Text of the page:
- I liked that Mary Anne and Stacey got to spend time together and that they both talked about it. It seems like they come out of this book better friends.

- This book is WAY more lit than the episode of the Netflix show (still very charming!). Sea City in the show is very blustery and they are all in windbreakers. I needed more shots of Stacey putting Sun-lite in her hair. And Toby's expanded role in the show was fine, but the fact that there was NO Tunnel of Luv is a dealbreaker. Production budget, production schmudget!

I had such a good time that I went off and read the other books set in Sea City. Sea City forever!!

The other Sea City books:
Mary Anne and Too Many Boys
Sea City, Here We Come!

Extremely important Kindle Notes and Highlights for:
Kristy's Great Idea
Dawn and the Impossible Three
The Mystery at Claudia's House
Logan Likes Mary Anne!
Profile Image for Scott.
676 reviews81 followers
August 15, 2019
Stacey and the Chad

What constitutes "boy-crazy" in Ann Martin's mind is what you or I would call totally mundane (certainly neuro-typical) teenage feelings. Stacey is "boy-crazy" because she has a one-sided crush on a boy who innocently(?) leads her on, and she pursues that crush to the point of occasionally shirking her responsibilities.

Oh please. Call me when Stacey is lying prone in a swing in a murky bathhouse darkroom navigating her abandonment issues through desperate, aggressive donations from anonymous married men before skulking back home to cry in front of the mirror when seeing her own face momentarily conflates who she is to the world with who she is in those periods of masochistic solace such that she considers overdosing on her own insulin. She swears she'll never go back there again, but a week later after being unmatched twice on Tinder, she's repeating the cycle again.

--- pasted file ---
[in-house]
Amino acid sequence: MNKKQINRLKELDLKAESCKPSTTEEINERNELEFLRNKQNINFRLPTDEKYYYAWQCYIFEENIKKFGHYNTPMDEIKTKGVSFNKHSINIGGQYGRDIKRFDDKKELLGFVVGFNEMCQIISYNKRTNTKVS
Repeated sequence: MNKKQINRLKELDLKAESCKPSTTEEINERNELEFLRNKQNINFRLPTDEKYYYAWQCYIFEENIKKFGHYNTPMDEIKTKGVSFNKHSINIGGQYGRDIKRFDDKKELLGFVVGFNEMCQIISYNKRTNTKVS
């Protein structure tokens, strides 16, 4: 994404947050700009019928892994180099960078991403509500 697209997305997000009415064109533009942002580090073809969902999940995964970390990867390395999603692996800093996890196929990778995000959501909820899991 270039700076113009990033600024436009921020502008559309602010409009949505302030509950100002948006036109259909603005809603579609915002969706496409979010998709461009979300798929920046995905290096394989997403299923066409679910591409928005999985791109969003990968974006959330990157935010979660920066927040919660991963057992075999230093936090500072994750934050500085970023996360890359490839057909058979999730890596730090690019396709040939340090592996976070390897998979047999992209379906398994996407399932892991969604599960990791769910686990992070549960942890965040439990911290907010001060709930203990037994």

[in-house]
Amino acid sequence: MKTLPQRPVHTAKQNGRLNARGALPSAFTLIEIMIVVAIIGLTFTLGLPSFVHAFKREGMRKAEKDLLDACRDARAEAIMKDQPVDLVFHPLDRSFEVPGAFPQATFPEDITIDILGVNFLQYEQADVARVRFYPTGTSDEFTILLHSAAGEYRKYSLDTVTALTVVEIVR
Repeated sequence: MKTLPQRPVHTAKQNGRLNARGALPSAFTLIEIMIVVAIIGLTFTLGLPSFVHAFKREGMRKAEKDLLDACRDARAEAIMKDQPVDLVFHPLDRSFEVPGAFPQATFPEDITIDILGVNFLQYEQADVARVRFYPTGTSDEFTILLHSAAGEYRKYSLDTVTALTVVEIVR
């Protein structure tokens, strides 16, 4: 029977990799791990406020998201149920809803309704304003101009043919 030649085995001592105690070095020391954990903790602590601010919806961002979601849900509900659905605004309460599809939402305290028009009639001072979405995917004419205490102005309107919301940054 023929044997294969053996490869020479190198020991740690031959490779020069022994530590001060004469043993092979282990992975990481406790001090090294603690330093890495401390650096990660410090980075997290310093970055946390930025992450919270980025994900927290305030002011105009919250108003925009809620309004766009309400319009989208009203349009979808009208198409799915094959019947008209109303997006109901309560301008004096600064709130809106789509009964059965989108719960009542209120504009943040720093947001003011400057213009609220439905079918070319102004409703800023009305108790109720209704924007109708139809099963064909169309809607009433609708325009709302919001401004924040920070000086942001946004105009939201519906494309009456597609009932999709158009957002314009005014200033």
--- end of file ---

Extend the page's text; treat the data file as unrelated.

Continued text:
That's boy-crazy.

Stacey just likes an older boy. He's Scott (18). He's a lifeguard, and he's cute and tan and half naked all the time. The worst part is, he flirts with her. Stacey (13) is not equipped to recognize the difference between genuine affection and the playful yet insidious attention an older boy might bestow to inflate his own adolescent ego. So she gives him gifts, runs errands for him, and essentially invents an adorable little romance until she sees him with his actual girlfriend. She's sad for two seconds and then immediately meets a cute boy her own age, and they have a lovely little date and Scott is basically forgotten. Big, fucken waste of energy that was, thanks.

Who hasn't been Stacey at least once in their life? I was Stacey once. He wasn't a lifeguard, he was a barista. His name was Brock (if you can believe it), and he was blonde and built and I saved the cup from the first latte he served me alongside this weird bracelet thing of his that came into my possession and I called these things my "Brock Collection" and my housemates at the time encouraged this flirtation because apparently lesbians find gay boys with crushes adorable (these ones did at least) until one day his idiot boyfriend showed up at the coffee house and I was like "Oh, ha ha, ok" and was sad and embarrassed for 30 minutes and moved on with my life. That's not crazy.

Maybe it's a little crazy.

But I was also still technically in my adolescence (I believe this lasts until one is 25), and I make no apologies. Many years later I did a thing I swore I would never do and fell hard for a straight guy. That's not crazy either. Just misguided. (I will not tell you that story because I know this particular straight guy is on GoodReads and might come upon my profile and this review some day, so I would rather leave it open and have you wonder if I am talking about you.)

Anyway, let's all take a moment to remember the Stacey inside of us all and the boring, dullard Mary Annes in our lives who gave us crap for having feelings just because they're jelly. Get fucked, Mary Anne, your new boyfriend is a nerd and we all know you're settling.